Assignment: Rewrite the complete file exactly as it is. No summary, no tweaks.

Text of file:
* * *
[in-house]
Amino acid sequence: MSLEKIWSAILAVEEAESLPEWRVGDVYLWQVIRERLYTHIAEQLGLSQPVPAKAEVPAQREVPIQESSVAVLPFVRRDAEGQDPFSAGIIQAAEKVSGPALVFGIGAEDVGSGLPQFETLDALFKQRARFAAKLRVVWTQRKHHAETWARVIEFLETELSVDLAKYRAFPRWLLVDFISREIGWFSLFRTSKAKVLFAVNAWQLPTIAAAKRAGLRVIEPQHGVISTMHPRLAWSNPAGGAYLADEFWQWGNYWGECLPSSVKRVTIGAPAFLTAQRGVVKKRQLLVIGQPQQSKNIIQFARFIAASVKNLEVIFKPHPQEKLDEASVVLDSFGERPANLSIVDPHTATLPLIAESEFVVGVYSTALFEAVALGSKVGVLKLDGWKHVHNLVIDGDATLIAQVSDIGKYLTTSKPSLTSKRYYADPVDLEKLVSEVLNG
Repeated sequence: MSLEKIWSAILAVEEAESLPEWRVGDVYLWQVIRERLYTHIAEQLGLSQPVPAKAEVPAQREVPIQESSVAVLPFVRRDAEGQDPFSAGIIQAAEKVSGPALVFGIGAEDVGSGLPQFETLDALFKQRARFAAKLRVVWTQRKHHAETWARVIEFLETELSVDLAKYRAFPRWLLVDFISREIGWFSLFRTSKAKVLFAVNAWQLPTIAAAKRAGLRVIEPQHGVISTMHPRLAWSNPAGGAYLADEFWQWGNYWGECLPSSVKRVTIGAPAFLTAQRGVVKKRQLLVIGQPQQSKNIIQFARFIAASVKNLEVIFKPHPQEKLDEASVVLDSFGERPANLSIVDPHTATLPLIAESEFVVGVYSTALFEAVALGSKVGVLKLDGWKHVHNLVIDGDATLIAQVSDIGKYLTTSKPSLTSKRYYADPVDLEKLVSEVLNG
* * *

[in-house]
Amino acid sequence: MSLEKIWSAILAVEEAESLPEWRVGDVYLWQVIRERLYTHIAEQLGLSQPVPAKAEVPAQREVPIQESSVAVLPFVRRDAEGQDPFSAGIIQAAEKVSGPALVFGIGAEDVGSGLPQFETLDALFKQRARFAAKLRVVWTQRKHHAETWARVIEFLETELSVDLAKYRAFPRWLLVDFISREIGWFSLFRTSKAKVLFAVNAWQLPTIAAAKRAGLRVIEPQHGVISTMHPRLAWSNPAGGAYLADEFWQWGNYWGECLPSSVKRVTIGAPAFLTAQRGVVKKRQLLVIGQPQQSKNIIQFARFIAASVKNLEVIFKPHPQEKLDEASVVLDSFGERPANLSIVDPHTATLPLIAESEFVVGVYSTALFEAVALGSKVGVLKLDGWKHVHNLVIDGDATLIAQVSDIGKYLTTSKPSLTSKRYYADPVDLEKLVSEVLNG
Repeated sequence: MSLEKIWSAILAVEEAESLPEWRVGDVYLWQVIRERLYTHIAEQLGLSQPVPAKAEVPAQREVPIQESSVAVLPFVRRDAEGQDPFSAGIIQAAEKVSGPALVFGIGAEDVGSGLPQFETLDALFKQRARFAAKLRVVWTQRKHHAETWARVIEFLETELSVDLAKYRAFPRWLLVDFISREIGWFSLFRTSKAKVLFAVNAWQLPTIAAAKRAGLRVIEPQHGVISTMHPRLAWSNPAGGAYLADEFWQWGNYWGECLPSSVKRVTIGAPAFLTAQRGVVKKRQLLVIGQPQQSKNIIQFARFIAASVKNLEVIFKPHPQEKLDEASVVLDSFGERPANLSIVDPHTATLPLIAESEFVVGVYSTALFEAVALGSKVGVLKLDGWKHVHNLVIDGDATLIAQVSDIGKYLTTSKPSLTSKRYYADPVDLEKLVSEVLNG